Lincoln's legacy lives onAbraham Lincoln was born in February of 1809, in humble surroundings. When he was assassinated 56 years later, he was one of the most famous human beings on earth. Even Uncle Sam himself had gradually evolved into a Lincolnesque figure. To this day Lincoln is the supreme deity in American mythology, and his profile on the penny is the most frequently reproduced portrait in the world. In an author's note at the front of Lincoln: A Foreigner's Quest (Simon ∧ Schuster, $23, 0684855151), Jan Morris offers respectful and apologetic gratitude to the living and dead scholars upon whose work she built her own. Perhaps they should thank her instead. Many historians have written about Lincoln, but few have brought the man and his times alive so vividly as Morris does in this 200-page book. She waves her imagination across the dry old facts and they stand up and dance.
Jan Morris first visited the United States during the 1950s, when Lincoln idolatry was at its peak. Over the years Morris remained skeptical but intrigued. Finally, in the late 1990s, she visited contemporary Springfield, researched the city as it was in Lincoln's time, and wrote about both experiences. She did the same with Gettysburg and Washington and the prairie countryside. The result is this splendid book.
Lincoln rose above his humble origins by becoming a lawyer and a legislator. According to Morris, Lincoln, like many ambitious politicians, made shady deals, rewarded patronage, and made empty promises. Only later, as president, when he had nowhere else to climb and his perpetual melancholy and Shakespearean outlook grew into a sense of destiny, did he rise to the occasion and become an Emersonian great man. Morris's account of this personal growth is riveting. Although Lincoln never lost his taste for cheap jokes, gradually he replaced the stilted rhetoric of his early years with sinewy prose of almost Elizabethan grandeur.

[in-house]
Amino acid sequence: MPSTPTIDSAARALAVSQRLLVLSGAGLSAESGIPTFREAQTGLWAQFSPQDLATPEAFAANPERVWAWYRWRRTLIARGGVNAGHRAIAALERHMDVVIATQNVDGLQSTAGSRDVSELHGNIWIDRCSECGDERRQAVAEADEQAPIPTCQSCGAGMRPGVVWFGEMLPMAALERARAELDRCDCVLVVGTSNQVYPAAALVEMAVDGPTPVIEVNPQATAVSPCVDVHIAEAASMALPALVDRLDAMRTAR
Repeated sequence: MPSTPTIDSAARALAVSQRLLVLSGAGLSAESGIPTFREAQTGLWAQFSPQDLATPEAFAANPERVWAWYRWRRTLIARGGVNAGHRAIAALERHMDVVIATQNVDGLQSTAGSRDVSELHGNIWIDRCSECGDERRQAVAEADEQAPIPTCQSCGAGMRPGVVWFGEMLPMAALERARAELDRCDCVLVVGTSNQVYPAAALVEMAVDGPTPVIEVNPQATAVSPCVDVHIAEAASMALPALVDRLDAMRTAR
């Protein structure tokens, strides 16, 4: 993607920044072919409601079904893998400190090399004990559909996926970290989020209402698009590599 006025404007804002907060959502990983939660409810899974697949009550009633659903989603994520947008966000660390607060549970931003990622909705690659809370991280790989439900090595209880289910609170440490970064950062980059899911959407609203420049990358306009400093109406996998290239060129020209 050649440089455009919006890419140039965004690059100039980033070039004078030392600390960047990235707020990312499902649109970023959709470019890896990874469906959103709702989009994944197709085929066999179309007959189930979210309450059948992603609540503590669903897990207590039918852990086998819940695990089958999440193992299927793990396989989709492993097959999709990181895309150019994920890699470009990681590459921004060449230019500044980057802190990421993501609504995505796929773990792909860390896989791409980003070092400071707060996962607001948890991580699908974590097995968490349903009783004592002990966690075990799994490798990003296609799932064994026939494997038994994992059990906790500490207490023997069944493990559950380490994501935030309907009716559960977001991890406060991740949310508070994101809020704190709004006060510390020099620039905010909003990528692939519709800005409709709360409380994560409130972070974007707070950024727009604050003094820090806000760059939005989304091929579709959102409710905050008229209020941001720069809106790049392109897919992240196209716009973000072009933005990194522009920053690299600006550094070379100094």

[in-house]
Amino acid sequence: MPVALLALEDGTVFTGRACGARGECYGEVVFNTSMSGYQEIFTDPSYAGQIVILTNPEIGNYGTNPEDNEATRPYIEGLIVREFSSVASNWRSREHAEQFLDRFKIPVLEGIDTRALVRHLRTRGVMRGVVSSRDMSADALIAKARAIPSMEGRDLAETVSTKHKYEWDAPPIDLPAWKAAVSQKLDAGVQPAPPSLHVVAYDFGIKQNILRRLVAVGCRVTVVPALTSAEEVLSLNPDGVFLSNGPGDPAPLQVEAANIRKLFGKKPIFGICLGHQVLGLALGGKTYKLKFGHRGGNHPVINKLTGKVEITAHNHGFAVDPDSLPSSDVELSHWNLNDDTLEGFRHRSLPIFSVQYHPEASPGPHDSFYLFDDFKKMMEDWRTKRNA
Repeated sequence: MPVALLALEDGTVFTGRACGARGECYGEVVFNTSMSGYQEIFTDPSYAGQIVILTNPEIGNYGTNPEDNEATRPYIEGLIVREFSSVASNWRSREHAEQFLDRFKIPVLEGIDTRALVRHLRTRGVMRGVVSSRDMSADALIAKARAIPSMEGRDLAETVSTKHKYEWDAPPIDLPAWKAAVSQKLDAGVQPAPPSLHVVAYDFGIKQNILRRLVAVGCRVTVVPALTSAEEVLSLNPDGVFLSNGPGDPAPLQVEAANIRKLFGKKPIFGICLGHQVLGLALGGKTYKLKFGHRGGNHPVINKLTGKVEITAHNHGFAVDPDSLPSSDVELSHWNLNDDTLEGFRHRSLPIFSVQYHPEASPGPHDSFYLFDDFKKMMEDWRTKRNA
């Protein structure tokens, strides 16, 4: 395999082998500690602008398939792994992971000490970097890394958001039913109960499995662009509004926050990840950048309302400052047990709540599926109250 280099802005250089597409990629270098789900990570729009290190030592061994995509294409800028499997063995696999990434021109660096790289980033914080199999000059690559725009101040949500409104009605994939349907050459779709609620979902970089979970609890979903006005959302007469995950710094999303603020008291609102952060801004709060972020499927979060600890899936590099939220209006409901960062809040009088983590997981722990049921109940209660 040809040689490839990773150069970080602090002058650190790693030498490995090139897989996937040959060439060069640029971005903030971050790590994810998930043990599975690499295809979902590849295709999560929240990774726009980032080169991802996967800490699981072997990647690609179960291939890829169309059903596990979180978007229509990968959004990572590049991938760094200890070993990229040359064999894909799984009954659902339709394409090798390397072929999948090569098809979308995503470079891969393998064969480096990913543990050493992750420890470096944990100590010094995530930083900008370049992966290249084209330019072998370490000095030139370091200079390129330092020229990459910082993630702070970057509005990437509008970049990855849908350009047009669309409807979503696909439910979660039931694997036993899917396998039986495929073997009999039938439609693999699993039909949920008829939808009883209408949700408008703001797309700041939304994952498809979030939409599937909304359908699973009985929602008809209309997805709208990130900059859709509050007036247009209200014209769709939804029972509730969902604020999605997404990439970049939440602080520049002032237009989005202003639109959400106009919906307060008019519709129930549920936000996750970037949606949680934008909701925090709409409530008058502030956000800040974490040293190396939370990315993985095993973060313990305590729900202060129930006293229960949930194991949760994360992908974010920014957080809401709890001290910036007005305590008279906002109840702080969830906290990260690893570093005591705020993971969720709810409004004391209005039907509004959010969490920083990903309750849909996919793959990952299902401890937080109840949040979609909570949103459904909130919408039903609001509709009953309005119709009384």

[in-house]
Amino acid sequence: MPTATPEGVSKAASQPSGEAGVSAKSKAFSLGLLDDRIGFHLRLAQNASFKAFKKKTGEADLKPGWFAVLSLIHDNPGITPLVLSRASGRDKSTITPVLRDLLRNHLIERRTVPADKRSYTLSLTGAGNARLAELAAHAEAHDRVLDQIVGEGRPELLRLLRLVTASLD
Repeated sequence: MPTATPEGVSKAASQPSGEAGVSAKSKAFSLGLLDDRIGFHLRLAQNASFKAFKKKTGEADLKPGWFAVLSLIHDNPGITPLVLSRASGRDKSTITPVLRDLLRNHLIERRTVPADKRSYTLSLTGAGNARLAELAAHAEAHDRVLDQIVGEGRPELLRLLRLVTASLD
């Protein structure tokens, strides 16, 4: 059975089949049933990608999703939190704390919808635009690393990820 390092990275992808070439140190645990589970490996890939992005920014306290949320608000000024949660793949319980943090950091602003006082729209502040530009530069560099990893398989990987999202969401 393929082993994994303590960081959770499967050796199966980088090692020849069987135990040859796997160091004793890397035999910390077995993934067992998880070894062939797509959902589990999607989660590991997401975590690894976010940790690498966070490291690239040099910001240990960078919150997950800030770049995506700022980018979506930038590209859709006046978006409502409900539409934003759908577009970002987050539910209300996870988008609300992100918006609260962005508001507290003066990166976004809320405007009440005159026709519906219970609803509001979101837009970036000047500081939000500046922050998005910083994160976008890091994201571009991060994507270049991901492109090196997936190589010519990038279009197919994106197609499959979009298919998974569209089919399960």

Morris's description of slavery also helps bring to life the era and its issues, from the horrors of punishment to the appeal of the genteel slave-based culture of the South. Although in time he opposed slavery, Lincoln considered blacks decidedly inferior and dreamed of their repatriation to their native lands or segregation in a separate colony. Skeptical at first, always objective, Morris nonetheless grew to like her subject. Ultimately she decides that the contradictory aspects of Lincoln's personality may be resolved by accepting that he was by nature as much an artist as anything else. The moods, the contradictions, the evasiveness, the questioning of accepted truths, the playacting, the sexual complexity, the sad resolution, and the power to move the spirit, all made a poet of this consummate politician. Two other new books address Abraham Lincoln in ways dramatically different ways from Morris's approach. Historian and novelist Richard Slotkin has written a novel about Lincoln's upbringing and early years, titled simply Abe. It is an adventurous, violent, and yet thoughtful melodrama based in historical research but not strangled by it.
Usually Slotkin has a light touch that brings the man alive without dressing him up as the myth. This skill shows especially in such scenes as the teenage Abe working on his reading skills, even when he pores over a book that contains the Declaration of Independence. After all, reading really was Lincoln's salvation, and his first inklings of the power of language and the language of power came from the already sacred American gospels. Slotkin nicely renders the requisite Huck Finn scenes, such as Abe's momentous journey down the Mississippi. However, there are moments when the author's admiration for his hero gets out of hand. At one point Slotkin's teenage Abe is mistaken for a high yaller octoroon and actually quotes Shylock's Hath not a Jew eyes? speech with references to slaves replacing those to Jews. Jan Morris is skeptical about the mythological Abraham Lincoln, and Richard Slotkin's narrative urge is inspired by both the myths and the facts. Another new book examines the ways in which Lincoln's powerful figure captured the imagination of Hollywood and other purveyors of popular culture. Abraham Lincoln: Twentieth-Century Popular Portrayals, by Frank Thompson (Taylor, $26.95, 0878332413), is a curious labor of love. Thompson has thoughtfully examined every movie about Lincoln, including silents, and also the many portrayals on television. After all, the cinematic Lincoln ranges the spectrum from Henry Fonda's Young Mr. Lincoln to comic appearances in Police Squad and Bill and Ted's Excellent Adventure. Through this surprisingly entertaining tour, Thompson evaluates the popular status of Abraham Lincoln. Apparently the myth is alive and well.
Michael Sims is the author of Darwin's Orchestra (Henry Holt).